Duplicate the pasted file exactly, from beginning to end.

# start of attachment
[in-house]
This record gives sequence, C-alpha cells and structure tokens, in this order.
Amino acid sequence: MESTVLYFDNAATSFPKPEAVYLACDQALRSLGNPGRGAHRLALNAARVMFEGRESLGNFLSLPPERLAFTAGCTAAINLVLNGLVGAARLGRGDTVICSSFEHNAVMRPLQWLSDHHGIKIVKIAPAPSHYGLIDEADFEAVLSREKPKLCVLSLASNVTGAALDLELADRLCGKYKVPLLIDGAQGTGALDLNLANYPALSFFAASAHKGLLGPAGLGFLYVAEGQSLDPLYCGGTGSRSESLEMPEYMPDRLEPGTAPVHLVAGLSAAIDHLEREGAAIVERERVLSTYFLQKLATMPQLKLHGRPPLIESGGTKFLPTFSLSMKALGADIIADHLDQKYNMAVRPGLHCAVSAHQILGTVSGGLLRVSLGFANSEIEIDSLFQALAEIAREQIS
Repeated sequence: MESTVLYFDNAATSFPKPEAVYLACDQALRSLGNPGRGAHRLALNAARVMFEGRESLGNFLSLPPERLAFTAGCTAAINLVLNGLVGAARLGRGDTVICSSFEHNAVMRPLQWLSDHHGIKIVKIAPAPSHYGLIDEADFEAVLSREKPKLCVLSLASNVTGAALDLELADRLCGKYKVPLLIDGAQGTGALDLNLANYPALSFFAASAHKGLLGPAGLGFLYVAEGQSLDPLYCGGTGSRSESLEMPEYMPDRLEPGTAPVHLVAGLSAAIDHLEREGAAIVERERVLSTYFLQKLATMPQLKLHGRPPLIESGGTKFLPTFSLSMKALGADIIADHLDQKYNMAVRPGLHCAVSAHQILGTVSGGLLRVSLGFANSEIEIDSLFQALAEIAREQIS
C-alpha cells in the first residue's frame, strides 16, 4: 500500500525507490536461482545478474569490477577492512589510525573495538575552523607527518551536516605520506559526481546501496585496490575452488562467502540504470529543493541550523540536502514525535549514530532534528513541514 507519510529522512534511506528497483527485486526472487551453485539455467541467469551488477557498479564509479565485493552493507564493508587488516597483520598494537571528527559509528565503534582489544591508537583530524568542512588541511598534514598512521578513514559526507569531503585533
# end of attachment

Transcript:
[in-house]
This record gives sequence, C-alpha cells and structure tokens, in this order.
Amino acid sequence: MESTVLYFDNAATSFPKPEAVYLACDQALRSLGNPGRGAHRLALNAARVMFEGRESLGNFLSLPPERLAFTAGCTAAINLVLNGLVGAARLGRGDTVICSSFEHNAVMRPLQWLSDHHGIKIVKIAPAPSHYGLIDEADFEAVLSREKPKLCVLSLASNVTGAALDLELADRLCGKYKVPLLIDGAQGTGALDLNLANYPALSFFAASAHKGLLGPAGLGFLYVAEGQSLDPLYCGGTGSRSESLEMPEYMPDRLEPGTAPVHLVAGLSAAIDHLEREGAAIVERERVLSTYFLQKLATMPQLKLHGRPPLIESGGTKFLPTFSLSMKALGADIIADHLDQKYNMAVRPGLHCAVSAHQILGTVSGGLLRVSLGFANSEIEIDSLFQALAEIAREQIS
Repeated sequence: MESTVLYFDNAATSFPKPEAVYLACDQALRSLGNPGRGAHRLALNAARVMFEGRESLGNFLSLPPERLAFTAGCTAAINLVLNGLVGAARLGRGDTVICSSFEHNAVMRPLQWLSDHHGIKIVKIAPAPSHYGLIDEADFEAVLSREKPKLCVLSLASNVTGAALDLELADRLCGKYKVPLLIDGAQGTGALDLNLANYPALSFFAASAHKGLLGPAGLGFLYVAEGQSLDPLYCGGTGSRSESLEMPEYMPDRLEPGTAPVHLVAGLSAAIDHLEREGAAIVERERVLSTYFLQKLATMPQLKLHGRPPLIESGGTKFLPTFSLSMKALGADIIADHLDQKYNMAVRPGLHCAVSAHQILGTVSGGLLRVSLGFANSEIEIDSLFQALAEIAREQIS
C-alpha cells in the first residue's frame, strides 16, 4: 500500500525507490536461482545478474569490477577492512589510525573495538575552523607527518551536516605520506559526481546501496585496490575452488562467502540504470529543493541550523540536502514525535549514530532534528513541514 507519510529522512534511506528497483527485486526472487551453485539455467541467469551488477557498479564509479565485493552493507564493508587488516597483520598494537571528527559509528565503534582489544591508537583530524568542512588541511598534514598512521578513514559526507569531503585533